(PHOL/CLBY466, 3 credits). Cell signaling mechanisms, including gated ion channels, growth factor receptor kinases, cytokine and steroid receptors, GPCRs, G proteins, and Ras family GTPases, second messenger cascades, transcription factor regulation, microtubule- and actin/myosin-based motility, cell cycle and apoptosis regulation.
Function, Structure, and Signaling (PATH/ CLBY417, 3 credits). Cytokine function, expression, receptors, and intracellular signaling, including regulatory and inflammatory cytokines, colony stimulating factors, chemokine/cytokine receptor families, intracellular signaling through STAT proteins and tyrosine phosphorylation, clinical potential, and genetic defects.
Nuclear Receptors in Health and Disease
(PHRM/BIOC415, 3 credits). Hormone-gene interactions mediated by the ligand-inducible transcription factors, including their role as therapeutic targets in cancer, inflammation, and diabetes.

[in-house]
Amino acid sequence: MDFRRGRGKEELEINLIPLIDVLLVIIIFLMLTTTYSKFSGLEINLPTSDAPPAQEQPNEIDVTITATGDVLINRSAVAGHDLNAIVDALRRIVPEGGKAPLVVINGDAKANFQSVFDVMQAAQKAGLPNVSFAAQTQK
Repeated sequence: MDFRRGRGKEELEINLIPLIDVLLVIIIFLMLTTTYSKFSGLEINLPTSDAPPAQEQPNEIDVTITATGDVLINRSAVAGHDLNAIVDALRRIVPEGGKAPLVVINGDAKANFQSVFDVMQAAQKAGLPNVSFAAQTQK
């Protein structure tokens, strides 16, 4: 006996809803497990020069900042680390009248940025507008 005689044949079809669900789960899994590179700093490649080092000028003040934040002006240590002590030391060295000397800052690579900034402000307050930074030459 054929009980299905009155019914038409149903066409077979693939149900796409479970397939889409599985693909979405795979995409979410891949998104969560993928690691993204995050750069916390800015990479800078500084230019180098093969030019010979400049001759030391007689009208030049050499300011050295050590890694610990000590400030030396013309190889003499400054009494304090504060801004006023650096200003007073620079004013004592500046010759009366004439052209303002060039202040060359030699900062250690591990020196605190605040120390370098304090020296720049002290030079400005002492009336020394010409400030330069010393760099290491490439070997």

Cancer Biology and Therapeutics
(PHRM 520, 3 credits). Basic concepts of cancer biology and therapeutics, providing a broad overview of cancer biology and clinical oncology, including oncogenes, tumor suppressor genes, cell cycle control, cell adhesion, and angiogenesis, tumor cell heterogeneity, metastasis, therapeutic approaches, and clinical oncology of selected malignancies. Additional training in therapeutics occurs in a 1 credit enrichment course linked to PHRM 520, involving CCC seminars and written critical evaluation of primary literature.
(PHRM475, 3 credits). An in-depth understanding of the molecular biophysics of proteins. Structural, thermodynamic and kinetic aspects of protein function and structure-function relationships are considered at an advanced conceptual level.
Advanced Methods in Structural Biology